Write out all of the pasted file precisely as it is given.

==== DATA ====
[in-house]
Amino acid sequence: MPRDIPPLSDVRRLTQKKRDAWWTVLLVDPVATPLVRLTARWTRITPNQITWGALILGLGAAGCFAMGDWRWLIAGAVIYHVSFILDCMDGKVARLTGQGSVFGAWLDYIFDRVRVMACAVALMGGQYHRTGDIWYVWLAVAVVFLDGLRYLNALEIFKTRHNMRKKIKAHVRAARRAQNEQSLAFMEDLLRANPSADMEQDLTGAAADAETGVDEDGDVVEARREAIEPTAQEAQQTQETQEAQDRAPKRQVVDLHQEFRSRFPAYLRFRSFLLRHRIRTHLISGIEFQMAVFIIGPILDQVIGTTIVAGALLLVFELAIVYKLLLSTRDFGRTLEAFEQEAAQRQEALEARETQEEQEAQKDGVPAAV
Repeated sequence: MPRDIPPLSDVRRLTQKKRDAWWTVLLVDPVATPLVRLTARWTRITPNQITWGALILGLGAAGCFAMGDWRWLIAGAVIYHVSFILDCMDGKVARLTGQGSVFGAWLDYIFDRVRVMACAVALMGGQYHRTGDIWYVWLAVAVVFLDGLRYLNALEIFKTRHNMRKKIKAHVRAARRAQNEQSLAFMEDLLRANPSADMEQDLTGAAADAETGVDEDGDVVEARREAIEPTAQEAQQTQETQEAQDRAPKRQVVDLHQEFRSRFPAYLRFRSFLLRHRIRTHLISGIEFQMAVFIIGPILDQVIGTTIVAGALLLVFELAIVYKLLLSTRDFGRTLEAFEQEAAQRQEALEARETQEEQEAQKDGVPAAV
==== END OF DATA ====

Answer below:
[in-house]
Amino acid sequence: MPRDIPPLSDVRRLTQKKRDAWWTVLLVDPVATPLVRLTARWTRITPNQITWGALILGLGAAGCFAMGDWRWLIAGAVIYHVSFILDCMDGKVARLTGQGSVFGAWLDYIFDRVRVMACAVALMGGQYHRTGDIWYVWLAVAVVFLDGLRYLNALEIFKTRHNMRKKIKAHVRAARRAQNEQSLAFMEDLLRANPSADMEQDLTGAAADAETGVDEDGDVVEARREAIEPTAQEAQQTQETQEAQDRAPKRQVVDLHQEFRSRFPAYLRFRSFLLRHRIRTHLISGIEFQMAVFIIGPILDQVIGTTIVAGALLLVFELAIVYKLLLSTRDFGRTLEAFEQEAAQRQEALEARETQEEQEAQKDGVPAAV
Repeated sequence: MPRDIPPLSDVRRLTQKKRDAWWTVLLVDPVATPLVRLTARWTRITPNQITWGALILGLGAAGCFAMGDWRWLIAGAVIYHVSFILDCMDGKVARLTGQGSVFGAWLDYIFDRVRVMACAVALMGGQYHRTGDIWYVWLAVAVVFLDGLRYLNALEIFKTRHNMRKKIKAHVRAARRAQNEQSLAFMEDLLRANPSADMEQDLTGAAADAETGVDEDGDVVEARREAIEPTAQEAQQTQETQEAQDRAPKRQVVDLHQEFRSRFPAYLRFRSFLLRHRIRTHLISGIEFQMAVFIIGPILDQVIGTTIVAGALLLVFELAIVYKLLLSTRDFGRTLEAFEQEAAQRQEALEARETQEEQEAQKDGVPAAV